With that said, you may want to manage your expectations going in. Not all blogs and websites will see the same level of success; even if you use the tools and strategies you adopted for your first blog, that doesn’t guarantee the same results. You’ll need just as much patience, if not more, as you did the first time around, and be conscious that you may need to adapt or change some things if they aren’t working for you this time around.
01. Sign up for a website management tool
Whether you’re managing a bunch of sites for yourself or your clients, there are services out there that will let you add all your WordPress websites in one place and present them in one handy dashboard with information such as what updates are needed and what themes and plugins are in use, plus let you action things super easily. You can even create your own categories and add sites to them, which is really useful if your sites have different purposes or levels of importance to you.
The most popular tools for this are ManageWP, MainWP and InfiniteWP. They have free and premium plans; the free plans are pretty comprehensive (especially in combination with Lyrical Host hosting features) so it’s unlikely you’ll need to upgrade.
For creating the site itself, if you’re a Lyrical Host customer simply raise a ticket and we’ll get everything ready for you. If you’re buying a website from someone else, here’s a support article with more details about what you need to do.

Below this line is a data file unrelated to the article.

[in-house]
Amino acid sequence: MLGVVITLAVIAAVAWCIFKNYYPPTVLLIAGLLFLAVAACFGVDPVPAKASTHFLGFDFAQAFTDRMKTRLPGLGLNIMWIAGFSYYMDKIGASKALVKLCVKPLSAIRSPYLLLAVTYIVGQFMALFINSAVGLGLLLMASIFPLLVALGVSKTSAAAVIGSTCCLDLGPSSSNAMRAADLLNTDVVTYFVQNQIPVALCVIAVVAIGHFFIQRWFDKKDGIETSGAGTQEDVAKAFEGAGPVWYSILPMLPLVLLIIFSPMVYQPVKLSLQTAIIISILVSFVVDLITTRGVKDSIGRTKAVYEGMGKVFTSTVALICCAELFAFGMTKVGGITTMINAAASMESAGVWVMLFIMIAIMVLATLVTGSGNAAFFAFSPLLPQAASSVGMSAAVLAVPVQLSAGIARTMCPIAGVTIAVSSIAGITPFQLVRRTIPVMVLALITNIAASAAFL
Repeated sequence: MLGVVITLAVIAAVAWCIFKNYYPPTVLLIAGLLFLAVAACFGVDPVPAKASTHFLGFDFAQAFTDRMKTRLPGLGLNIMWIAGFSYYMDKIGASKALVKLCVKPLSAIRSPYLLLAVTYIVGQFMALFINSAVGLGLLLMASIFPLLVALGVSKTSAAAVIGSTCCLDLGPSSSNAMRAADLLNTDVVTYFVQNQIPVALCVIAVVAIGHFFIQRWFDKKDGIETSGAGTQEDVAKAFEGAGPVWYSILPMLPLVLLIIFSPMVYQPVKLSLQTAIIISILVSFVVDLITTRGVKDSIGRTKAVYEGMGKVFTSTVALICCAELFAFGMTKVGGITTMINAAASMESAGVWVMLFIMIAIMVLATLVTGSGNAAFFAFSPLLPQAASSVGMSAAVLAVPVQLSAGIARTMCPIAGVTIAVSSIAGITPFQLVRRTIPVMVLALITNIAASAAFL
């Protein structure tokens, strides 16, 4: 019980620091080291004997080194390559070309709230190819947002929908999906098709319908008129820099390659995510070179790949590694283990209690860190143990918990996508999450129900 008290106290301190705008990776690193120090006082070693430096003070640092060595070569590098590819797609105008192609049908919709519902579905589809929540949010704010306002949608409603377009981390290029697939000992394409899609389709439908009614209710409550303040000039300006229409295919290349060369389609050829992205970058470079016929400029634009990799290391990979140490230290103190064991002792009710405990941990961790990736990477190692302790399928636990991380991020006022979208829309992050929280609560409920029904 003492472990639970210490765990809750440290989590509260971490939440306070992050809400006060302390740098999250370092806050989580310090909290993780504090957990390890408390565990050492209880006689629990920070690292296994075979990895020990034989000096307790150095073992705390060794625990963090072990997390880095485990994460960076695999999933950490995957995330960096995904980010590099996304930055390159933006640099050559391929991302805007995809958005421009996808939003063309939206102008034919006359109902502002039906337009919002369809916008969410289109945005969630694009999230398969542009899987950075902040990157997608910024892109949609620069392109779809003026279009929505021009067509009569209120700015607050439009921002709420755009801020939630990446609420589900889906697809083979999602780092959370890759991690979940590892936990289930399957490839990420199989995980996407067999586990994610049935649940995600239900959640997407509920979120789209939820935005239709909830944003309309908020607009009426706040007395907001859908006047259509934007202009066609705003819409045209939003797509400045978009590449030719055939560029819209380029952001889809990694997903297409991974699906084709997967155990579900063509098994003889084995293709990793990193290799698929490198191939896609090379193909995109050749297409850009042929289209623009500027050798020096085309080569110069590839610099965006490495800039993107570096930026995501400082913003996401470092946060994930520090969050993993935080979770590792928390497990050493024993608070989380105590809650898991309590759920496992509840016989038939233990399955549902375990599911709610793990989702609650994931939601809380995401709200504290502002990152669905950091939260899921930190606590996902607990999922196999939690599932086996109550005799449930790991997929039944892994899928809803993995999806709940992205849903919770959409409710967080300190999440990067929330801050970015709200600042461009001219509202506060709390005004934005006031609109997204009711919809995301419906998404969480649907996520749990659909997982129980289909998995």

02. Create your own “stack”
If you’re planning to create several websites, creating your own tech stack can be really helpful in speeding up your launch process. A stack is basically your own must-have list of what you need to install or set up for each of your new sites.
This could include:
- Themes – You may have a particular go-to theme or theme site that you go to, or a particular theme you favor for a particular type of site (e.g. you like Flatsome for WooCommerce stores).
- Plugins – You probably love specific plugins, so having a list of them rather than trying to remember them all is a big timesaver. If you’re not sure, a good starting point is 7 Free Must-Have Plugins.
- Contact methods – For example whether you’ll have a form, a different email address for each site, social media links, and so on.
- Basic pre-launch and launch task lists (for example, setting up a scheduled tweet about your new site).
03. Plan your launch strategy and blog content
– See what you can repurpose; you may have created content that isn’t published on the web in written form that you can pull or transcribe. This could be things like podcast episodes, YouTube videos, IGTV videos, Lives, lead magnets/opt-ins you don’t use any more, unpublished posts that no longer suited your site, mostly finished drafts you never published, guest posts you wrote and never placed, emails where you advised people or gave “how to” advice that could be adapted etc.
– Plan out topics for one site at a time, even if it’s just titles/vague ideas to begin with, and save as a draft post within that site. That way you always have your drafts list to hand and you aren’t getting distracted with other sites.
– Don’t put pressure on yourself to stick to a specific posting schedule or anything like that. It’s better to write one post occasionally and save your mental health. Your website will wait for you!
What are your thoughts on creating new sites? Let us know in the comments!